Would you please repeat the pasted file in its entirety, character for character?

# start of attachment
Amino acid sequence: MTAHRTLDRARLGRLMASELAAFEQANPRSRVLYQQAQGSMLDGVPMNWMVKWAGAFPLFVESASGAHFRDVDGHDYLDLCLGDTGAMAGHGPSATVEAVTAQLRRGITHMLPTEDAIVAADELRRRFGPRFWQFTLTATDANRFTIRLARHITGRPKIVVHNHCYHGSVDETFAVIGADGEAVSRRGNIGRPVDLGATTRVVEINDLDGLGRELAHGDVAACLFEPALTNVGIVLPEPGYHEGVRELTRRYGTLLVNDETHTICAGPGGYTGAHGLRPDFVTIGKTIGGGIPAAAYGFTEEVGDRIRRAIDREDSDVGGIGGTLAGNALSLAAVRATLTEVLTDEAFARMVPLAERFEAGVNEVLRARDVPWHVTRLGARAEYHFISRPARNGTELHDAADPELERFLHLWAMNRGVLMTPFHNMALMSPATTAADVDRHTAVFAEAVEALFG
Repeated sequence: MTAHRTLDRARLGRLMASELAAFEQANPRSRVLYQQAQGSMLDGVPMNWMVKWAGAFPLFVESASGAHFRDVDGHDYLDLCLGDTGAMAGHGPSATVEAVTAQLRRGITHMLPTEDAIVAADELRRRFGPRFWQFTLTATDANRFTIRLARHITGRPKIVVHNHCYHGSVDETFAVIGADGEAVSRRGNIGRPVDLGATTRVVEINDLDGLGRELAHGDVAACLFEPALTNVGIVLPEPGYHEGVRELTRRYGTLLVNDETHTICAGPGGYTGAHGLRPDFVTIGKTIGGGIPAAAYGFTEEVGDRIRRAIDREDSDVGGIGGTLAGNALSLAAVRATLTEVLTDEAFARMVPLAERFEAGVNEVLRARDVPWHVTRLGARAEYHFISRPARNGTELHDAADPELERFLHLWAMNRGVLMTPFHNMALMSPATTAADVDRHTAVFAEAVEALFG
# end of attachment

Amino acid sequence: MTAHRTLDRARLGRLMASELAAFEQANPRSRVLYQQAQGSMLDGVPMNWMVKWAGAFPLFVESASGAHFRDVDGHDYLDLCLGDTGAMAGHGPSATVEAVTAQLRRGITHMLPTEDAIVAADELRRRFGPRFWQFTLTATDANRFTIRLARHITGRPKIVVHNHCYHGSVDETFAVIGADGEAVSRRGNIGRPVDLGATTRVVEINDLDGLGRELAHGDVAACLFEPALTNVGIVLPEPGYHEGVRELTRRYGTLLVNDETHTICAGPGGYTGAHGLRPDFVTIGKTIGGGIPAAAYGFTEEVGDRIRRAIDREDSDVGGIGGTLAGNALSLAAVRATLTEVLTDEAFARMVPLAERFEAGVNEVLRARDVPWHVTRLGARAEYHFISRPARNGTELHDAADPELERFLHLWAMNRGVLMTPFHNMALMSPATTAADVDRHTAVFAEAVEALFG
Repeated sequence: MTAHRTLDRARLGRLMASELAAFEQANPRSRVLYQQAQGSMLDGVPMNWMVKWAGAFPLFVESASGAHFRDVDGHDYLDLCLGDTGAMAGHGPSATVEAVTAQLRRGITHMLPTEDAIVAADELRRRFGPRFWQFTLTATDANRFTIRLARHITGRPKIVVHNHCYHGSVDETFAVIGADGEAVSRRGNIGRPVDLGATTRVVEINDLDGLGRELAHGDVAACLFEPALTNVGIVLPEPGYHEGVRELTRRYGTLLVNDETHTICAGPGGYTGAHGLRPDFVTIGKTIGGGIPAAAYGFTEEVGDRIRRAIDREDSDVGGIGGTLAGNALSLAAVRATLTEVLTDEAFARMVPLAERFEAGVNEVLRARDVPWHVTRLGARAEYHFISRPARNGTELHDAADPELERFLHLWAMNRGVLMTPFHNMALMSPATTAADVDRHTAVFAEAVEALFG